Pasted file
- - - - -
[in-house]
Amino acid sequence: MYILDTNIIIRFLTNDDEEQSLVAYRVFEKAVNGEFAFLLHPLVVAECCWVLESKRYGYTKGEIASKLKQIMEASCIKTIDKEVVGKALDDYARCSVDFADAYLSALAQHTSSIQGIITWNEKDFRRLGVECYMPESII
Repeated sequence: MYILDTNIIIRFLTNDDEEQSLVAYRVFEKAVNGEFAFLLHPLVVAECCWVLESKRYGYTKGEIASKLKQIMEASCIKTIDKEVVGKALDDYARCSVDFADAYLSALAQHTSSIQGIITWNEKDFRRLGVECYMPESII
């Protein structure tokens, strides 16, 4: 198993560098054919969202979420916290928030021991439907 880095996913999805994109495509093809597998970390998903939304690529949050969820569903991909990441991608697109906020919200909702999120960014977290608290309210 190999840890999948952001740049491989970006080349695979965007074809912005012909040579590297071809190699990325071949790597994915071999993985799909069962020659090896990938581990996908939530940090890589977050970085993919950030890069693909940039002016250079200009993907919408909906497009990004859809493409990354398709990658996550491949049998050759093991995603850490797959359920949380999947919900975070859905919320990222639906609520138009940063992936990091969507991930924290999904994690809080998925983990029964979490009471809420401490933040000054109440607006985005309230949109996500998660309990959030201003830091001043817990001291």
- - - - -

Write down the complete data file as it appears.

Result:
[in-house]
Amino acid sequence: MYILDTNIIIRFLTNDDEEQSLVAYRVFEKAVNGEFAFLLHPLVVAECCWVLESKRYGYTKGEIASKLKQIMEASCIKTIDKEVVGKALDDYARCSVDFADAYLSALAQHTSSIQGIITWNEKDFRRLGVECYMPESII
Repeated sequence: MYILDTNIIIRFLTNDDEEQSLVAYRVFEKAVNGEFAFLLHPLVVAECCWVLESKRYGYTKGEIASKLKQIMEASCIKTIDKEVVGKALDDYARCSVDFADAYLSALAQHTSSIQGIITWNEKDFRRLGVECYMPESII
């Protein structure tokens, strides 16, 4: 198993560098054919969202979420916290928030021991439907 880095996913999805994109495509093809597998970390998903939304690529949050969820569903991909990441991608697109906020919200909702999120960014977290608290309210 190999840890999948952001740049491989970006080349695979965007074809912005012909040579590297071809190699990325071949790597994915071999993985799909069962020659090896990938581990996908939530940090890589977050970085993919950030890069693909940039002016250079200009993907919408909906497009990004859809493409990354398709990658996550491949049998050759093991995603850490797959359920949380999947919900975070859905919320990222639906609520138009940063992936990091969507991930924290999904994690809080998925983990029964979490009471809420401490933040000054109440607006985005309230949109996500998660309990959030201003830091001043817990001291």